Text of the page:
Klaas Knot, the president of the Dutch central bank and pensions regulator De Nederlandsche Bank (DNB), has blamed trade unions for delaying pensions reform by demanding too much.
“They want to keep the retirement age at 66, want better chances for indexation and also demand the option of early retirement for people in hard jobs,” he said, at the presentation of DNB’s annual report for 2018.
“This is all understandable, but it comes at a price, and the money is not available at the moment.”
Knot added that he was not satisfied with the lack of progress “as pension reform is badly needed to improve the connection between the pensions system and the labour market, and also to decrease tensions between generations”.
The central bank’s president said replacing the current average rate of pensions accrual with an – actuarially fairer – degressive method could end the current redistribution from younger workers to older colleagues and from low educated employees to higher educated workers.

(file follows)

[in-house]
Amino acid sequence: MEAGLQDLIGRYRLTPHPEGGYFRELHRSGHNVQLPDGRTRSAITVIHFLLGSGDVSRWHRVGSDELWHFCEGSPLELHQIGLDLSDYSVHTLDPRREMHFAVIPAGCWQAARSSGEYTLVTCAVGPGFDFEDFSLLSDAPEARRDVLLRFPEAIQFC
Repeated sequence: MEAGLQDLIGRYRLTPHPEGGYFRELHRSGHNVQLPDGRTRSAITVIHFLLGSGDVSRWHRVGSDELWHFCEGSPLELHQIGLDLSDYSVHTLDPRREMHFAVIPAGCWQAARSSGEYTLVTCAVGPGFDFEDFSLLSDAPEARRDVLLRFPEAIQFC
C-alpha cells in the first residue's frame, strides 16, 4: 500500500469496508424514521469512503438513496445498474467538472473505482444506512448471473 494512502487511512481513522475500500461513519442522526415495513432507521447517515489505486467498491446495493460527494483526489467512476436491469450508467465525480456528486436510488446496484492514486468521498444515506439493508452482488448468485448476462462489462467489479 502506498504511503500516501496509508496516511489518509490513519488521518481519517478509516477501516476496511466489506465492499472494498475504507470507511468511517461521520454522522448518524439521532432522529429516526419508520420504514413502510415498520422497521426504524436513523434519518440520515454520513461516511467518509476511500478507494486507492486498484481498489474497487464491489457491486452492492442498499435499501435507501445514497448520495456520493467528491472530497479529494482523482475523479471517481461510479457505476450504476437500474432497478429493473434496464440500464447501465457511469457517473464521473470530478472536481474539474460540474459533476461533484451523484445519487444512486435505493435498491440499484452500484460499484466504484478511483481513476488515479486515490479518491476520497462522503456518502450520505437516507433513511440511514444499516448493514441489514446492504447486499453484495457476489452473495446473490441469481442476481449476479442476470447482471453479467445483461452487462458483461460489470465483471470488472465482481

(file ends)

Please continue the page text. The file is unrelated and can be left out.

“In addition, more tailor-made investments could better spread risks across young and old,” he said.
In November 2018, negotiations about pensions reform between unions, employers and the cabinet collapsed.
In February this year Wouter Koolmees, minister for social affairs, presented a framework for pensions reform to be fleshed out without the unions if necessary.
However, the unions have insisted that the government must give in to their key demands before they would be willing to return to the negotiation table.
Last week, Tuur Elzinga, lead negotiator of FNV, the Netherlands’ largest union, told IPE that freezing the state pension age at 66 remained one of the unions’ “firm conditions” for pension system reform.
“It needs to remain 66 until a fairer method has been developed,” he said.
The unions’ other demands were improved pension provision for the self-employed and workers in temporary arrangements, as well as a new “collective and solidarity” pensions contract, rather than individual pensions accrual as the government wanted.